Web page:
Sun Cult Altar at the Mortuary Temple of Hatshepsut

The Sun cult altar or the Solar Worship altar, located in the northern part of the upper terrace of Hatshepsut’s temple at Deir El-Bahari. It is part of the Solar Cult Complex.

circa 1450 BCE

The Sun Altar (illustration) stood in the middle of the courtyard of the Solar Cult Complex, which was entered from the Upper Courtyard of the mortuary temple of Hatshepsut in Deir el-Bahari. The Altar courtyard is, contrary to the Night Sun chapel, open to the sun light. The courtyard is dominated by the huge limestone altar which every day was touched by the sun rays. This part of the complex is dedicated to the diurnal journey of the sun in the sky.

circa 1450 BCE

The altar was constructed of pale yellow limestone, the blocks being placed directly on the slabs of the courtyard pavement. It was at first a small altar without steps. Six steps were added next on the western side. Then the whole structure was aggrandized; the small altar was engulfed by the structure of the greater altar with its nine steps. The entrance to the upper Anubis shrine is also visible to the left.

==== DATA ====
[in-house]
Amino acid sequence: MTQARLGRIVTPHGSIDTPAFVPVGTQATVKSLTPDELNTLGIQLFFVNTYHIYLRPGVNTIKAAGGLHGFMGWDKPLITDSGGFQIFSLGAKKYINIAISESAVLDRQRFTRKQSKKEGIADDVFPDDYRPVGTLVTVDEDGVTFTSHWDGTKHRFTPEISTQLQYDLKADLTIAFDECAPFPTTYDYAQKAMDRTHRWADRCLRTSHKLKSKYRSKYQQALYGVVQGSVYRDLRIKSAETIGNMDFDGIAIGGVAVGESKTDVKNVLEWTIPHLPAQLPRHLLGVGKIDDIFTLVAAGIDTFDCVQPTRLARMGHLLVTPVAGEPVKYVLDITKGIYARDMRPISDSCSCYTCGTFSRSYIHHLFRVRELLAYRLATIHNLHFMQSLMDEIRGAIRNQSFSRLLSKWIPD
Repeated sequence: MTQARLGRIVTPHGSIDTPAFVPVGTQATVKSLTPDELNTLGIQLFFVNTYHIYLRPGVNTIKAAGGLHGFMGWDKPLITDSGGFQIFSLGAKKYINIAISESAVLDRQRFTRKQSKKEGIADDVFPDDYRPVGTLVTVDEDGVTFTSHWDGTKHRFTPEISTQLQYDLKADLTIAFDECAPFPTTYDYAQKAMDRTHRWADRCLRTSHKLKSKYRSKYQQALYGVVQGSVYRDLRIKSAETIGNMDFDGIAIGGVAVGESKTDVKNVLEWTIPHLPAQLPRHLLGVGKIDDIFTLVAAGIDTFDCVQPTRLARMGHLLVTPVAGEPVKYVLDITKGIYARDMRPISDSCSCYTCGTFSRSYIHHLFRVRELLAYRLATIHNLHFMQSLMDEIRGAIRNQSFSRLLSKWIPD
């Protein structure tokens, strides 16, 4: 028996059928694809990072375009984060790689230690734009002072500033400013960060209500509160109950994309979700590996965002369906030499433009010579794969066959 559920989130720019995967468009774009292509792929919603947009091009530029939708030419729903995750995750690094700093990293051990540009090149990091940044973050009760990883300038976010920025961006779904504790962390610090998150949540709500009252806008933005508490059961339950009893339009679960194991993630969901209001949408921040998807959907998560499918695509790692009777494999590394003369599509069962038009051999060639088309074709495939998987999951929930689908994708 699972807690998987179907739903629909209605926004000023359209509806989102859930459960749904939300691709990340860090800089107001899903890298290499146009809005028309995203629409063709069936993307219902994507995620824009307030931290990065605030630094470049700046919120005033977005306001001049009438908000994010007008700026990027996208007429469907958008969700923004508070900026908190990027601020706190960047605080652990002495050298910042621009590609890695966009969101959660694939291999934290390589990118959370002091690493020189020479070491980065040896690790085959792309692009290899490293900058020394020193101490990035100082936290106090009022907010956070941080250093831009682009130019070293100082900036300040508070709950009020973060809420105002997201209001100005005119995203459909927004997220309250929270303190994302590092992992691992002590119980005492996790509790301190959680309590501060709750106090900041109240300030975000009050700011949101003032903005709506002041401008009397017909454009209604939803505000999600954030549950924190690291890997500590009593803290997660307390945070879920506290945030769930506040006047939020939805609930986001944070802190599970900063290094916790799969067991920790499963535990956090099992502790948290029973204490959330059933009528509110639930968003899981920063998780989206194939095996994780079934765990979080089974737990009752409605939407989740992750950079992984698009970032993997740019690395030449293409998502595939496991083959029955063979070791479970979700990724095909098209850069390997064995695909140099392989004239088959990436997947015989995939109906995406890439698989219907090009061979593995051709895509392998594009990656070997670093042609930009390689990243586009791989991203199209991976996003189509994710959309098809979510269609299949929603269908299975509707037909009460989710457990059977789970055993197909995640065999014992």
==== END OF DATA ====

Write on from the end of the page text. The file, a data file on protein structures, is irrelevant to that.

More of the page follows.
circa 1450 BCE

The main deity worshiped in the complex of the Sun cult was Amun-Re, but an important place was reserved also for Ra-Horakhty and Atum-Amun, which are nothing more than three different aspects and forms of the solar god, complementing each other.

circa 1450 BCE

The southwestern upper part of the altar was missing along with a fragment of the balustrade and a few blocks from the walls found scattered in the neighborhood. Missing fragments from the southeastern corner revealed the presence of an earlier phase in the form of a small altar. The remains were documented and preserved by E. Newberry in 1893–1894 (Karkowski 2003: 30).

circa 1450 BCE

The cavetto cornice moldings were reused in the new structure, while sections of the torus were cut away and the cut surfaces decorated in relief (Karkowski 2003: 40).

circa 1450 BCE

The works of the Egyptian-Polish mission directed by Eng. Zygmunt Wysocki (1968-1988), Dr. Franciszek Pawlicki (1992-1999) and Dr. Zbigniew E. Szafranski (1999 till present) resulted with the final restoration and conservation of this part of Hatshepsut’s temple.

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